A USC Fan's Reaction To Oregon's Sanctions
Contrast that to a Penn State program that recently received a four-year bowl ban and a USC program that is still in the midst of three years of losing ten scholarships a year after completing its two-year bowl ban. Penn State was penalized for the Joe Paterno-Jerry Sandusky scandal and USC was penalized for Reggie Bush receiving upwards of $200k from a potential agent. The NCAA’s justification for coming down so hard on USC was that one of the coaches, Todd McNair, was aware of Reggie Bush receiving that money, which made the school complicit. In the Oregon case, it is widely accepted that the program was well aware of the violations they were making with recruiting services, and yet they get a ruling that required me to respond with “what sanctions?” when friends at the university asked me what I thought about it all. At the end of the day it leaves me with one overriding feeling.
I’m ok with it.
Disregarding the fact that it appears the NCAA lied about McNair so as to use USC as an example of what happens to cheaters, I don’t have any problem with the seemingly small sanctions leveled on Oregon. I’m supposed to tell you that I’m mad, that they got off easy and that USC got the short end of the stick and blah, blah, blah. The only problem I have here is that the NCAA has highlighted its own inconsistency. The way they handled the Oregon situation is 100 percent right. Oregon cooperated during every step of the investigation, something USC definitely did not do. In what world does it make sense to think that just because your school was wronged, someone else’s should be, too? In what world does it make sense to want a group of completely innocent teenagers in Eugene, Oregon to suffer just because your favorite group of innocent teenagers in Los Angeles, California is suffering?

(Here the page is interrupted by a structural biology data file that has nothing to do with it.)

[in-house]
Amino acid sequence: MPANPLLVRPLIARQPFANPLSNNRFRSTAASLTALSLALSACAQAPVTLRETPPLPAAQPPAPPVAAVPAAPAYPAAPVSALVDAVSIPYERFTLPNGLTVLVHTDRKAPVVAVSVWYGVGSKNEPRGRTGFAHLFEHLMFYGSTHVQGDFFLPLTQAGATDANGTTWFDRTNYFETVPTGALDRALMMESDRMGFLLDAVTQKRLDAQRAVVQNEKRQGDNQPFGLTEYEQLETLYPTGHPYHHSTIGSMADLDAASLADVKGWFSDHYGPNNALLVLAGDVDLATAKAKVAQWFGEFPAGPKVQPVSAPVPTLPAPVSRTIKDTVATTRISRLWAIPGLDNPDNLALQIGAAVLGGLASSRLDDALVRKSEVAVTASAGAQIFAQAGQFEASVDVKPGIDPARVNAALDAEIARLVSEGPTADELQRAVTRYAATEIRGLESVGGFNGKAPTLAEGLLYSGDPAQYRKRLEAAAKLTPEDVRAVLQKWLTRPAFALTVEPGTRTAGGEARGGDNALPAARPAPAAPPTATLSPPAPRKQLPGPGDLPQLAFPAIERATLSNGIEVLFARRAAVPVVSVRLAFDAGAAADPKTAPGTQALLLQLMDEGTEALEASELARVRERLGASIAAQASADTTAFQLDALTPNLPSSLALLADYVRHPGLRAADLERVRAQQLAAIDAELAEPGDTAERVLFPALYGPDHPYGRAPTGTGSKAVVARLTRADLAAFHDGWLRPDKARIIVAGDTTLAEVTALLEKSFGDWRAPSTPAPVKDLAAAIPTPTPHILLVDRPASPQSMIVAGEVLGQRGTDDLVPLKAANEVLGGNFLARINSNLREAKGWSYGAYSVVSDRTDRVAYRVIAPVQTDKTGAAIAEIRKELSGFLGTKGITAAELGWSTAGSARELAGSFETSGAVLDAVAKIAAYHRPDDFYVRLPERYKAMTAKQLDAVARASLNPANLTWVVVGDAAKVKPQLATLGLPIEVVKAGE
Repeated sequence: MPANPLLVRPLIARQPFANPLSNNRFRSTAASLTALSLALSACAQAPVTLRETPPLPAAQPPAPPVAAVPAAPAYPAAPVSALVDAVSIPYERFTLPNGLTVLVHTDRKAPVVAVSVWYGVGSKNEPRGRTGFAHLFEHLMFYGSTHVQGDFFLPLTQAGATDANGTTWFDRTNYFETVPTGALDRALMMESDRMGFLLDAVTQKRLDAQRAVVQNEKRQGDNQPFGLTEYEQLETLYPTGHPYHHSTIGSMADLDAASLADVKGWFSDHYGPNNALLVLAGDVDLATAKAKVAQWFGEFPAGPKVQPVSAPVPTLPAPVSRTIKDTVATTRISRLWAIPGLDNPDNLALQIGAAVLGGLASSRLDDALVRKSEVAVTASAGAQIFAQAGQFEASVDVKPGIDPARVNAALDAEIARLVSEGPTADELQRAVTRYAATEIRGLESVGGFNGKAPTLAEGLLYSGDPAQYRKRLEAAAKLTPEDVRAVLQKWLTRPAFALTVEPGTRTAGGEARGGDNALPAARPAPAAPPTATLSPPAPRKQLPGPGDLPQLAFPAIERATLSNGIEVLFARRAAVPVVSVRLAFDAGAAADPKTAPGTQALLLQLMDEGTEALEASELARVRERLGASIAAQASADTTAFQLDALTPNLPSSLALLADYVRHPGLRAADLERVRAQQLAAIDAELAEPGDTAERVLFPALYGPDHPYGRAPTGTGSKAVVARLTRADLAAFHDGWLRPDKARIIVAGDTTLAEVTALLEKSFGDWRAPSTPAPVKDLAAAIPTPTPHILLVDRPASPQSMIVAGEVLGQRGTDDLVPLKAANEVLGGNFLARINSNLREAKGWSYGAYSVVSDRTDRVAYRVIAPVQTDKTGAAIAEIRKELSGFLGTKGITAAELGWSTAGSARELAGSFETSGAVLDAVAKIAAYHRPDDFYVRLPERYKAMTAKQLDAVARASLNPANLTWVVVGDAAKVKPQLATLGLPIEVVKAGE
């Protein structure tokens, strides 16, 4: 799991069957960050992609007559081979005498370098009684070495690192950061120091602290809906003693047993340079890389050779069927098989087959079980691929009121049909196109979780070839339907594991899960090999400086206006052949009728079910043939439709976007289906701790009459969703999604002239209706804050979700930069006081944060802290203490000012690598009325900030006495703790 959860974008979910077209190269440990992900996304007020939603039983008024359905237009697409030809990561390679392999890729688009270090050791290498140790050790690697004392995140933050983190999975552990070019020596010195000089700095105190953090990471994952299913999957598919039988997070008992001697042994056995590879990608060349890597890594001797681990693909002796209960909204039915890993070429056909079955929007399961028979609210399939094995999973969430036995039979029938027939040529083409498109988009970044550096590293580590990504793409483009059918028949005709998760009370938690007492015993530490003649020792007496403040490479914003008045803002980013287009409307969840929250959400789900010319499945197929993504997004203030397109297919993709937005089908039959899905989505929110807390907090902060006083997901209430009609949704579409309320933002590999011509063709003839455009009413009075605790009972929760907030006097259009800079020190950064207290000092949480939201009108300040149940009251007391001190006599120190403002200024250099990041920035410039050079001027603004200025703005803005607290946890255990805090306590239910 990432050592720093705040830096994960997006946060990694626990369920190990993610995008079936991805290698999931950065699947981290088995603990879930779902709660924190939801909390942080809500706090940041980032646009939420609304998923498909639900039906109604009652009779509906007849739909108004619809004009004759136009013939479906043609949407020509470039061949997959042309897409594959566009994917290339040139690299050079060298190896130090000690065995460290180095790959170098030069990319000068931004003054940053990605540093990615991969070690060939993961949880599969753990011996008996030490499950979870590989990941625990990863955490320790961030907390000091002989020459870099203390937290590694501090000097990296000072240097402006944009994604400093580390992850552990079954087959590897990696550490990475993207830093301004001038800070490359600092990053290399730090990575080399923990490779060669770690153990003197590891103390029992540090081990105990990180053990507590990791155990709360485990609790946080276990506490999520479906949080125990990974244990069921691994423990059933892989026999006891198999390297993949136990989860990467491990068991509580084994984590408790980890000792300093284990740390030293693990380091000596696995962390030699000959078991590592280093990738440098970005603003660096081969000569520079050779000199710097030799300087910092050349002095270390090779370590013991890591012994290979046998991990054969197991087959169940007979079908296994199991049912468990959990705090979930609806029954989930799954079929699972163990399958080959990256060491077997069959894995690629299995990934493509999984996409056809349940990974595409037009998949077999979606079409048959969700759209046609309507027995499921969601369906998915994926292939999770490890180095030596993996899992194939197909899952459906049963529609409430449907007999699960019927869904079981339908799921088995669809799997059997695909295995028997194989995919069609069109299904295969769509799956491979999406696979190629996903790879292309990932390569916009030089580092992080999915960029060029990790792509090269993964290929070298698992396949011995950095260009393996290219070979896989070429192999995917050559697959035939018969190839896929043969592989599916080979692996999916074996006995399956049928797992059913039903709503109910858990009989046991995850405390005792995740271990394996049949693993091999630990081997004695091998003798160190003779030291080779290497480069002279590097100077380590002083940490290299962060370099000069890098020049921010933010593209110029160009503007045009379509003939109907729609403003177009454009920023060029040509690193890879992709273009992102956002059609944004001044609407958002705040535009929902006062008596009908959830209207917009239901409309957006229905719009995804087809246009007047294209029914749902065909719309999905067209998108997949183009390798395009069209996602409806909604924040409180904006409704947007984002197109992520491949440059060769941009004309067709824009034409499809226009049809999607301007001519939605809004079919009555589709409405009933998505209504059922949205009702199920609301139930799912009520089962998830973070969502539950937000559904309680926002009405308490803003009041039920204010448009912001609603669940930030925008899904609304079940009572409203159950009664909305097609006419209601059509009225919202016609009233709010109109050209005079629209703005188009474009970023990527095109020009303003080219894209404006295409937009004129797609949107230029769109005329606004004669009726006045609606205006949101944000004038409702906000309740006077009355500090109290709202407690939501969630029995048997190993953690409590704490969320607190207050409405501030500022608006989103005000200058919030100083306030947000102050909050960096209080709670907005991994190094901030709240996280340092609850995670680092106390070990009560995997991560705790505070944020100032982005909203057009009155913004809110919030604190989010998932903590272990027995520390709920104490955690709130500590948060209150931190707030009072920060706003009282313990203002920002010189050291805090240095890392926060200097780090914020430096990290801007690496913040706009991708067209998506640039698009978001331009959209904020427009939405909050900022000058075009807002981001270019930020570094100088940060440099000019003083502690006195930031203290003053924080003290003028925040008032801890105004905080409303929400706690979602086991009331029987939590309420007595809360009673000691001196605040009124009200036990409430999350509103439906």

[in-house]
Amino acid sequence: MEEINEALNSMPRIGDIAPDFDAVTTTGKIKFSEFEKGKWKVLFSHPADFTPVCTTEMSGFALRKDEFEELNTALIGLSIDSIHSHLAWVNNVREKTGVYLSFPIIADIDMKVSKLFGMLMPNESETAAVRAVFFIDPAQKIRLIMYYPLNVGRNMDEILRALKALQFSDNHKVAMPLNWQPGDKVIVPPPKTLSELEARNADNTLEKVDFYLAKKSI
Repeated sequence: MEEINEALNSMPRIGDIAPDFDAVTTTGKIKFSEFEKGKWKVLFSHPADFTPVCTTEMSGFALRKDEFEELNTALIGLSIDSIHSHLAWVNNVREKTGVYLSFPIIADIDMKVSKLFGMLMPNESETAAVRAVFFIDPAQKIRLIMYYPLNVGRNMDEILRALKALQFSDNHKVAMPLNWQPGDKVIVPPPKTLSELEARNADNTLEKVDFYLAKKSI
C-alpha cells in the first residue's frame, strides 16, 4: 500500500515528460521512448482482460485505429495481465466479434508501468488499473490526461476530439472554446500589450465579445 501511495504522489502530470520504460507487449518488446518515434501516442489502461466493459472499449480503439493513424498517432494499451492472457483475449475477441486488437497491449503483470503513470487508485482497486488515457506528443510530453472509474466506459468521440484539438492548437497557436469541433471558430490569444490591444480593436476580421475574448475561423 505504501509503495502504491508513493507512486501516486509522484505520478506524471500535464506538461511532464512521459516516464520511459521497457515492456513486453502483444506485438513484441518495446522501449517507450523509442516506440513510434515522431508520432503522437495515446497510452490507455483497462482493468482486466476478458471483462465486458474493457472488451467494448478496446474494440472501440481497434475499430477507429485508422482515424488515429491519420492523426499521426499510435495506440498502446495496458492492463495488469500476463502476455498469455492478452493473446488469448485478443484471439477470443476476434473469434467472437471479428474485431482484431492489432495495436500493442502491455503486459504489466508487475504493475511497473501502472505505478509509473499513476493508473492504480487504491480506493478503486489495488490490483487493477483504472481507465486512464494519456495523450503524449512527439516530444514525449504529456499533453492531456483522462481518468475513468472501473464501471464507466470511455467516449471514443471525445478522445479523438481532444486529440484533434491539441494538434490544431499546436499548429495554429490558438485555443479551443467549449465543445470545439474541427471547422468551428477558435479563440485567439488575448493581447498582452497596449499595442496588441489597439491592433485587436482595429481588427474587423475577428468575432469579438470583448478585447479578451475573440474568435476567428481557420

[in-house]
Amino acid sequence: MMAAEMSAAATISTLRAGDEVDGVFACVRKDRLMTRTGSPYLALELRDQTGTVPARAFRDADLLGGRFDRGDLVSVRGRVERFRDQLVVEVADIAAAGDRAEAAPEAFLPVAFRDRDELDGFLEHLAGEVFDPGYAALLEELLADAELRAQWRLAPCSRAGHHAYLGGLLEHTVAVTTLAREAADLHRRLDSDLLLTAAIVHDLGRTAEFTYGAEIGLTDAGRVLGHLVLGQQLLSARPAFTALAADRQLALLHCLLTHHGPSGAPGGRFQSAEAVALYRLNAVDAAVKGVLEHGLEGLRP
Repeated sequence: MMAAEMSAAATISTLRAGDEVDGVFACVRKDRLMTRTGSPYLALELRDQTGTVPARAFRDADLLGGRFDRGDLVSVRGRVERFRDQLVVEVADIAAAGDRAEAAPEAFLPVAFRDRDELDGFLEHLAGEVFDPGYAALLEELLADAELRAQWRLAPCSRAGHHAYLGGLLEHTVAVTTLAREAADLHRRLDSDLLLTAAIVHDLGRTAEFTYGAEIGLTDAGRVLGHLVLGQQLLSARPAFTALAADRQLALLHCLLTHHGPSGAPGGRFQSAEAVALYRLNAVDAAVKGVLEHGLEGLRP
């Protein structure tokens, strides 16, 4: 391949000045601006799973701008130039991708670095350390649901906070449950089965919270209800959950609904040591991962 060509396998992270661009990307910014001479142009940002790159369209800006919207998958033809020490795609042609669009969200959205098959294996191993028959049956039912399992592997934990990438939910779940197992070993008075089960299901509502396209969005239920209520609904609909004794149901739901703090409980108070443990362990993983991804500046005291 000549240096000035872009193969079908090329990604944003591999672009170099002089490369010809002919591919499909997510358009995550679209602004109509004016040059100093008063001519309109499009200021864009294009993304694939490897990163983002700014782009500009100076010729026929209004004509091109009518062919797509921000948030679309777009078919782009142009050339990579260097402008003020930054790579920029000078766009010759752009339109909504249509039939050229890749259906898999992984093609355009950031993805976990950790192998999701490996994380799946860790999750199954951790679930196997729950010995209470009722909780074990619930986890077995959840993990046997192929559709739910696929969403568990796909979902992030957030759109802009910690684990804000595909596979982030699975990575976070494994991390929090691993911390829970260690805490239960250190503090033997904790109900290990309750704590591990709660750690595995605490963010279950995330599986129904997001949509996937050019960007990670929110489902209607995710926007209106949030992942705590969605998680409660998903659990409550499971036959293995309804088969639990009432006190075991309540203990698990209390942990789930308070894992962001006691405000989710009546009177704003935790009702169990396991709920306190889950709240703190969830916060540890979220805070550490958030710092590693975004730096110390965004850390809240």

I am not the largest fan of the University of Oregon football program, and there’s a decent chance that that has to do with being jealous of their recent success, alongside other reasons. I seem to be one of the few people in the world who doesn’t think that their ever-changing uniforms are cool - they look like race cars, not football players for heavens sake. Even having grown up in Oregon, I don’t feel any sort of residual attachment to a team I grew up supporting due to proximity. Yet, through all that, through the jealousy, through the dislike, you wont find me rooting for the program to get crushed by the NCAA. Since I root for a program that was wrongly crushed by the NCAA, why would I ever wish that on someone else? Better yet, why would I ever wish that on the near hundred young men who committed no wrong and are just there to play for a team they love?
It is easy to get wrapped up in seeing “The University of Oregon Football Team” as just a football team. It is easy to forget that that team is made up of young men who have spent their entire lives dreaming of the moment they would get to put on a race car shell (sorry, couldn’t help myself) and go play D1 football, young men not so different from the ones who make up your own program. So before you get up in arms saying Oregon got off easy, remember two things:
1. They got the appropriate punishment for the crime; it just looks weak compared to the ridiculous punishments given to Penn State and USC.
2. These are real people, who did no wrong, who you are saying should be punished for the wrongs of other people.
So really, this column comes down to one major question for those advocating a harsher punishment on Oregon. Since when did two wrongs make a right?
Wait; don’t tell me, I know this one.